THERE are some games which have great names and some great games with simple names. Rare is it indeed to find a game which boasts a splendid monicker and has sparkling gameplay. Nevermind is not one of those games.
Rather it is an exercise in tedium with a name that aspires to wit, yet is as sharp as a lump of clay and conjures up images of impoverished mothers patting a brattish child on the head in consolation that Santa did not after all bring the shiny new mountain bike that was in the window of Toys R Us.
Nevermind is a game which contains the spark of a good idea, but alas that spark has been trodden into the dirt in the galloping rush to produce some sort of game. This is an isometric 3D affair, a reprise of the style made famous by Ultimate some years ago. Unfortunately there the similarity ends, because Psyclapse, in a bid to advance the concept, has led it up a blind alley.
In general, each screen represents or contains a puzzle. Completion of the puzzle leads the player to the next screen. Gravity is orientated to whichever wall you happen to be walking on, which oft leads to much head twisting and turning in order to correctly align the character on screen.
The basic thrust of the game is to re-assemble a picture on one of the walls. Parts of the picture are scattered about all over the room. However, it is not such a simple a matter as walking from wall to wall carrying the pieces and dropping them into the correct psition. Instead there are teleport squares, and it is down to you to find the correct sequence of squares to travel around the room.
Pieces of pictures may already be in place, but in the wrong position, so identifying the form of the picture and then reassembling the elements in the correct order adds to the mental manoeuvring.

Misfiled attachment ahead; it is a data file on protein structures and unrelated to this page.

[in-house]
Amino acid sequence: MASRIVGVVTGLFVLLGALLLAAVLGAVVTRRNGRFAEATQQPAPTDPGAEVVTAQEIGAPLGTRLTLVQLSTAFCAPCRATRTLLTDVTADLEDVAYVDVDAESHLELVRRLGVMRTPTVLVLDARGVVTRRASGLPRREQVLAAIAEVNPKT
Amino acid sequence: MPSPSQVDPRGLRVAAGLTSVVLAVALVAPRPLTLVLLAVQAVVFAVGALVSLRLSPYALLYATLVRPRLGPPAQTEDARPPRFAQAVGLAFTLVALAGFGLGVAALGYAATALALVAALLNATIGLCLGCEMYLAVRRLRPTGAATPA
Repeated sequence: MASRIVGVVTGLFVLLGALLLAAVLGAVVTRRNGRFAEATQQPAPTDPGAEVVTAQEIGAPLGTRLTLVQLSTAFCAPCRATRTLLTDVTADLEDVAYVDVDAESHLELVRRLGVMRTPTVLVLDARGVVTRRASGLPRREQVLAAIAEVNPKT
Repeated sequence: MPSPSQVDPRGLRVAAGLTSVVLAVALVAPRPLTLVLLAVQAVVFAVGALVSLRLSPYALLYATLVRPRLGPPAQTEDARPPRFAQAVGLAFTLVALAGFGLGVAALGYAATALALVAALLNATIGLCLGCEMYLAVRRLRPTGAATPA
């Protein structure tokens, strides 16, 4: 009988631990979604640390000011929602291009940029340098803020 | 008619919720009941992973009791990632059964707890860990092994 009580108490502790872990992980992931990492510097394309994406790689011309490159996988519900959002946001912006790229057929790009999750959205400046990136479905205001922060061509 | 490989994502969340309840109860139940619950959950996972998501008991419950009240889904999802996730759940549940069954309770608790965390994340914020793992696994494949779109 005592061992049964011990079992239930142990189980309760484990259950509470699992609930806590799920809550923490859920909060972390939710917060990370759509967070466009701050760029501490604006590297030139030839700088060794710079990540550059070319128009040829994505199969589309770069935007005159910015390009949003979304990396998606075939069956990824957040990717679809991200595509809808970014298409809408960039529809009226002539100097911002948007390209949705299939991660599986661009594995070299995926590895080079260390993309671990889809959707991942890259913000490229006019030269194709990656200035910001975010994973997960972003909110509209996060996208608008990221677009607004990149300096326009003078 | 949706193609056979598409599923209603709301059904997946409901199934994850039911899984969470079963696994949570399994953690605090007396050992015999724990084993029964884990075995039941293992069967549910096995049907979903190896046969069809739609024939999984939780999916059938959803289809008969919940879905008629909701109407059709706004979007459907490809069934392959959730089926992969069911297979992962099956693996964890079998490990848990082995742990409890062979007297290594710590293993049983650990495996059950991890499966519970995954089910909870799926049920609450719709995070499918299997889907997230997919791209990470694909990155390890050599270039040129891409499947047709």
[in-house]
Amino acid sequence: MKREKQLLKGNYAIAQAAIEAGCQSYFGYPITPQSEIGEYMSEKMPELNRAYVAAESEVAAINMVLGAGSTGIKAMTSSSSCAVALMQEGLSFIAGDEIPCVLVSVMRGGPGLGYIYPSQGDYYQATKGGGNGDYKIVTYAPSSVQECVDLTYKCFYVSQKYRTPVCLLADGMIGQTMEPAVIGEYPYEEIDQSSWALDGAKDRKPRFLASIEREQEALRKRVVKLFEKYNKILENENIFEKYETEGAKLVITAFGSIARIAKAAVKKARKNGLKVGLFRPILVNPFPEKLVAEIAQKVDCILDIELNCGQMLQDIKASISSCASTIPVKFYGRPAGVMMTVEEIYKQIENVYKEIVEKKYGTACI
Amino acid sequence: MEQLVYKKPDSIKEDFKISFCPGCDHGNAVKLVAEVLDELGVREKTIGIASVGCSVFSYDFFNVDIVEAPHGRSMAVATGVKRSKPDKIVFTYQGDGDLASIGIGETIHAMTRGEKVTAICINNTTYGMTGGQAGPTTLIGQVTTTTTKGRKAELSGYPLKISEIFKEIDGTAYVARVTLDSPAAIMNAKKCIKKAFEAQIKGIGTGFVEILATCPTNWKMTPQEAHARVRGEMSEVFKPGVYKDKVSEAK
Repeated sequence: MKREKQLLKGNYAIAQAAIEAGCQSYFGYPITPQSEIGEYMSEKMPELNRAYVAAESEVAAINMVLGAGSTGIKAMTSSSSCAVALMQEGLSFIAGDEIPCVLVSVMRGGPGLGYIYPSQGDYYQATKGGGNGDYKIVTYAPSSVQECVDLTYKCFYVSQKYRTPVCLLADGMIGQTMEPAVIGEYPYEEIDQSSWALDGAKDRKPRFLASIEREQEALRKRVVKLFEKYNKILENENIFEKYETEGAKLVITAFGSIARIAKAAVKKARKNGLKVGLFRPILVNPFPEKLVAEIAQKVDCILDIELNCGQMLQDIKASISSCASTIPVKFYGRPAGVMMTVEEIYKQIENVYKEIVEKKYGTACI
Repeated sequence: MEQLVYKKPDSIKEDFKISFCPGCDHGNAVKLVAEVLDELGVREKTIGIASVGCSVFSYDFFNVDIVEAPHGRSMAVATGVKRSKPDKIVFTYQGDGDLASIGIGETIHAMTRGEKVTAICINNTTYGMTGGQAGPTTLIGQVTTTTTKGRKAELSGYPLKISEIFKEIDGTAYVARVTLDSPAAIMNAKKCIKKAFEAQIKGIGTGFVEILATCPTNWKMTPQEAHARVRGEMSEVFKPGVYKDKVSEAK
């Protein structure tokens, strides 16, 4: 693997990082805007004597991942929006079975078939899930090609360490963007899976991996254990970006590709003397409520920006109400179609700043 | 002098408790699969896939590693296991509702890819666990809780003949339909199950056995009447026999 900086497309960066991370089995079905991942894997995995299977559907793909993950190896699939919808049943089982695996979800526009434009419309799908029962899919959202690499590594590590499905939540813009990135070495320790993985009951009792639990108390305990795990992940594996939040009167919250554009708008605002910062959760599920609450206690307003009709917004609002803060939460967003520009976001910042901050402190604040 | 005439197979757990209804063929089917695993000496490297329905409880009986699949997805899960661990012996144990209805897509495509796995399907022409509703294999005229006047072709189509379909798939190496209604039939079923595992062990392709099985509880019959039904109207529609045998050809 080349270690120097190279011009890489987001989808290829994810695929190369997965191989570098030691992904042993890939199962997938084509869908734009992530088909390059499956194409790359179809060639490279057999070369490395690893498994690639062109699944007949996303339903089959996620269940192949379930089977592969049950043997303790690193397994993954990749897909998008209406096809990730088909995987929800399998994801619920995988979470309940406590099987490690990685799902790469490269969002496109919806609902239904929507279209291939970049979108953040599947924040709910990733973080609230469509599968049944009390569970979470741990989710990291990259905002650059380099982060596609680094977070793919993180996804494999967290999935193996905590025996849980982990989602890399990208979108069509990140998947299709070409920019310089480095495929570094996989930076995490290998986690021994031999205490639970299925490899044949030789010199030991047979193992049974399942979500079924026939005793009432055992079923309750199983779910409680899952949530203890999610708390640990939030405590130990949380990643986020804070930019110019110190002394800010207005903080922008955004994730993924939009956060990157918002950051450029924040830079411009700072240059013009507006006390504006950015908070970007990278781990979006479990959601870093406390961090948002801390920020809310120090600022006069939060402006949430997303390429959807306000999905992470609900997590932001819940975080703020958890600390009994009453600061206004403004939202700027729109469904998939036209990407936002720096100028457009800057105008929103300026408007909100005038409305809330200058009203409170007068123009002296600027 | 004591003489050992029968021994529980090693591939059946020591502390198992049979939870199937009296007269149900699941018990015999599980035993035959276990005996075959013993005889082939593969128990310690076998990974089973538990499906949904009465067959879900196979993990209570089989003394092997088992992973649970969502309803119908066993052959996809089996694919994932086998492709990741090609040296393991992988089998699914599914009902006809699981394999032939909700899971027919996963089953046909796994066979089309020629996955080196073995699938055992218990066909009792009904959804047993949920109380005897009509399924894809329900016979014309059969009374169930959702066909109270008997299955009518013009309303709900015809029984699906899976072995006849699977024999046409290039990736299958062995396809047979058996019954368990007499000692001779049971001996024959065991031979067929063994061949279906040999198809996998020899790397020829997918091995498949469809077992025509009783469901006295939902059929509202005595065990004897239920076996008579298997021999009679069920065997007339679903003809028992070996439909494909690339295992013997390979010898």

Neither is it as easy as picking up the pieces and dropping them on the picture once you have found the way to get to it. There are chess pieces which steal parts of the picture, causeways which dissolve, and horrible shifts in perception.
Some of the puzzles are quite easy and straightforward while others are tremendously tricky. After completion of a certain number a password is given so that the challenge can be taken up from there at the start of the next or any subsequent game.
If this all sounds quite interesting and subtly refreshing, all I can say is it could have been if it weren’t for two things. The first is that the time limit to complete a room is very tight. Even having watched the computer complete a room and then simply trying to replicate it in time is difficult enough. The terrible thing is that you are only graced with one life.
Well done Psyclapse, this isn’t a case of shooting yourself in the foot, it’s a case of blowing both feet right off.